The massacre and death that so marked World War Two
Left Americans racked with bad shell shock and sorrow.
But progress in the sciences and especially in flight
Led all of them to believe in a much brighter tomorrow.
The problem was that airplanes just could not break Mach One,
Or the invisible barrier known as the speed of sound.
The Aircrafts combusted the closer they got
And put pilot upon pilot in a burial mound.
The PhDs warned of an infinite drag
As molecules stacked up in front of the plane
And test pilots would faint as G-force moved their blood,
So to approach the sound barrier was deemed flat-out insane.
But one captain among the brand new air force ranks
Beheld not a wall, just a steep hill to climb.
If bullwhips and bullets could pass through the drag
Then for man and machine it was a matter of time.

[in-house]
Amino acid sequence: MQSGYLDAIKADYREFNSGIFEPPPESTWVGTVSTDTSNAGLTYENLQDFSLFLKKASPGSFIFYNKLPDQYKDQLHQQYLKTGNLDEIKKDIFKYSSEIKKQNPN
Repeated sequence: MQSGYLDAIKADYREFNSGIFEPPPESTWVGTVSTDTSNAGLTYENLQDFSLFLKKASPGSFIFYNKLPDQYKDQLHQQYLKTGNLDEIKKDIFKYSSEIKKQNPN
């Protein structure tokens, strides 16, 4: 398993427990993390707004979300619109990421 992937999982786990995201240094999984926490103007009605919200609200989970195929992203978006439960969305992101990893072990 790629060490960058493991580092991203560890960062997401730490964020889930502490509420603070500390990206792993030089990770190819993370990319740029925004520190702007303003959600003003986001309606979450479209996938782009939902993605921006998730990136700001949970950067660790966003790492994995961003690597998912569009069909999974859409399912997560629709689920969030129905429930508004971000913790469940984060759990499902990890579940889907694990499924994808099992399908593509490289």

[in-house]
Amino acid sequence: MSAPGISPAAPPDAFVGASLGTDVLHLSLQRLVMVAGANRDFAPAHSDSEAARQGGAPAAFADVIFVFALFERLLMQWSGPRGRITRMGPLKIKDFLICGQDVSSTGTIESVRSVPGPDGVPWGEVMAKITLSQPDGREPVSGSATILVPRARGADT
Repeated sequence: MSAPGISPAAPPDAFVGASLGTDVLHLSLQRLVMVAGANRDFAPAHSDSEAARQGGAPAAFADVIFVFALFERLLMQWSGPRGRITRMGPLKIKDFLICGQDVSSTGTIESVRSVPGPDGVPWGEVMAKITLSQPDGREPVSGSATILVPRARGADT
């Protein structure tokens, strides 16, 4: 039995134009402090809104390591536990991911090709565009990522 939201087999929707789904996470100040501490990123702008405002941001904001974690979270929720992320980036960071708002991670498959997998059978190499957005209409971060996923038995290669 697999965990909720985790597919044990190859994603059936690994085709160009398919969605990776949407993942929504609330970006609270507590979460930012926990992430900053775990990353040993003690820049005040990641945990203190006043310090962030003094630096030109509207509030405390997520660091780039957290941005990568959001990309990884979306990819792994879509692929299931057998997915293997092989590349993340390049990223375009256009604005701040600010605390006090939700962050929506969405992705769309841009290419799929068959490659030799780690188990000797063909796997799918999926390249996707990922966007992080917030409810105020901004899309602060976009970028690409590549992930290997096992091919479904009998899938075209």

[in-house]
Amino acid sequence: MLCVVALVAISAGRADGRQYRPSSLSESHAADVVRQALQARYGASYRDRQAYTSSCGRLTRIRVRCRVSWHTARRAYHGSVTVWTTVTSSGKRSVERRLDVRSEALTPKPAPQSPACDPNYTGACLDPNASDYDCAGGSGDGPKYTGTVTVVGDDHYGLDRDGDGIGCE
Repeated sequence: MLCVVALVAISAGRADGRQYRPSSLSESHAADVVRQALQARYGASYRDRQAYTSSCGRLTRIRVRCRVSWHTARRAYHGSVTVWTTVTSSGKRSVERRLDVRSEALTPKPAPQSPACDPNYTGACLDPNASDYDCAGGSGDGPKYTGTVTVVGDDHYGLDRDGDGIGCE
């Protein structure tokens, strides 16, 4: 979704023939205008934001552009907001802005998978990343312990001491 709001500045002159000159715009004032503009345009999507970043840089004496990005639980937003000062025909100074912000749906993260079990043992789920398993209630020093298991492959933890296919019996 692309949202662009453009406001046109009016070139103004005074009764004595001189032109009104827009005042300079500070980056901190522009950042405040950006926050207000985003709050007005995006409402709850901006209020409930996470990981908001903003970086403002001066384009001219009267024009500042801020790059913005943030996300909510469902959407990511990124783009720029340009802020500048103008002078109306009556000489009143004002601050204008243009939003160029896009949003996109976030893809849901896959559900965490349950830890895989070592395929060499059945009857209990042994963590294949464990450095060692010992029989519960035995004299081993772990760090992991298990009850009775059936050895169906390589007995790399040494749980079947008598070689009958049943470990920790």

He knew with jet engines, if a man could hold on
And climbed super steady, he could slowly ease through it,
But would need a young pilot with no wife or child
‘Cause no sensible human would say they would do it.
Along comes Chuck Yeager who’s hand-eye was legend
Through violent shaking and blackouts and red-outs.
He’d clutch fast the yolk no matter how the plane shook
His only thought being to get the damn lead out.
October fourteen, nineteen forty-seven,
Chuck turned up to fly with a hairline cracked rib.
He fell off a horse on a ride with his wife
But for fear of a grounding decided to fib.
The PhDs on the ground thought he would die
And hugged him too hard as he boarded the plane
Which was bolted to the belly of a B-twenty nine
And climbing in caused his rib all sorts of pain.
The Bell-X1 nose was shaped just like a bullet,
Liquid oxygen sloshing and frosting the rear,
Not built for control nor outfitted with chutes,
Just two minutes of jet fuel to get through the fear.
Only forty-four years after Kitty Hawk’s test,
Yeager dropped from the bomb bay and opened the throttle
His head snapping back with gargantuan torque
Just like riding the cork of a popped champagne bottle.
But at point nine six Mach, only four shy of sound,
His instruments started to spin and crap out.
His blood was now gathered in back of his body,
It was all he could do not to puke and pass out.
But something inside him knew he now had a choice,